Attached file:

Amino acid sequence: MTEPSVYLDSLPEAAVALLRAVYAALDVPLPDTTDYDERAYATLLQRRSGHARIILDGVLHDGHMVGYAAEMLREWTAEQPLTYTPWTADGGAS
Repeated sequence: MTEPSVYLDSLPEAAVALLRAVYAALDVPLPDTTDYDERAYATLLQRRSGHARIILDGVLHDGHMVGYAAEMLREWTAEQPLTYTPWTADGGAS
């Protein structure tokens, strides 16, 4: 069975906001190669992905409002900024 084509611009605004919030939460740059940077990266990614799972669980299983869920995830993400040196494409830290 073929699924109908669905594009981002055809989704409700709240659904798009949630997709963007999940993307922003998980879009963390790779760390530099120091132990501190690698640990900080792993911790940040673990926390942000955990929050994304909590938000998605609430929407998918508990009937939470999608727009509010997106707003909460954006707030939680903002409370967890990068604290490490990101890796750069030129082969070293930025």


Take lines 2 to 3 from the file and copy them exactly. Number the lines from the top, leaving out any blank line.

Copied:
Repeated sequence: MTEPSVYLDSLPEAAVALLRAVYAALDVPLPDTTDYDERAYATLLQRRSGHARIILDGVLHDGHMVGYAAEMLREWTAEQPLTYTPWTADGGAS
């Protein structure tokens, strides 16, 4: 069975906001190669992905409002900024 084509611009605004919030939460740059940077990266990614799972669980299983869920995830993400040196494409830290 073929699924109908669905594009981002055809989704409700709240659904798009949630997709963007999940993307922003998980879009963390790779760390530099120091132990501190690698640990900080792993911790940040673990926390942000955990929050994304909590938000998605609430929407998918508990009937939470999608727009509010997106707003909460954006707030939680903002409370967890990068604290490490990101890796750069030129082969070293930025």